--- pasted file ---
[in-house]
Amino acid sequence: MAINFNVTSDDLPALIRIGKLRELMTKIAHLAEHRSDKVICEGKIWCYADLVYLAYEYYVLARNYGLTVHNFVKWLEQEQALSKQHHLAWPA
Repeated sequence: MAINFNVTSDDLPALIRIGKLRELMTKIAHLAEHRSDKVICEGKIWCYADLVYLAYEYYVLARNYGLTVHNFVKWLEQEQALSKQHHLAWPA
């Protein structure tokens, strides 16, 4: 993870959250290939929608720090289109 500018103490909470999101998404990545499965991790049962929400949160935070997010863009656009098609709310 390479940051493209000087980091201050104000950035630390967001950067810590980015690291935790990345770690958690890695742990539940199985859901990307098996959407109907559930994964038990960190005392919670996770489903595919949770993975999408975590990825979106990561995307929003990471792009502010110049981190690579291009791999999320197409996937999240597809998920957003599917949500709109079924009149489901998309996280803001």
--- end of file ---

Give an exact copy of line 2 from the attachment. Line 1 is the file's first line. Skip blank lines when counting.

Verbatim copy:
Amino acid sequence: MAINFNVTSDDLPALIRIGKLRELMTKIAHLAEHRSDKVICEGKIWCYADLVYLAYEYYVLARNYGLTVHNFVKWLEQEQALSKQHHLAWPA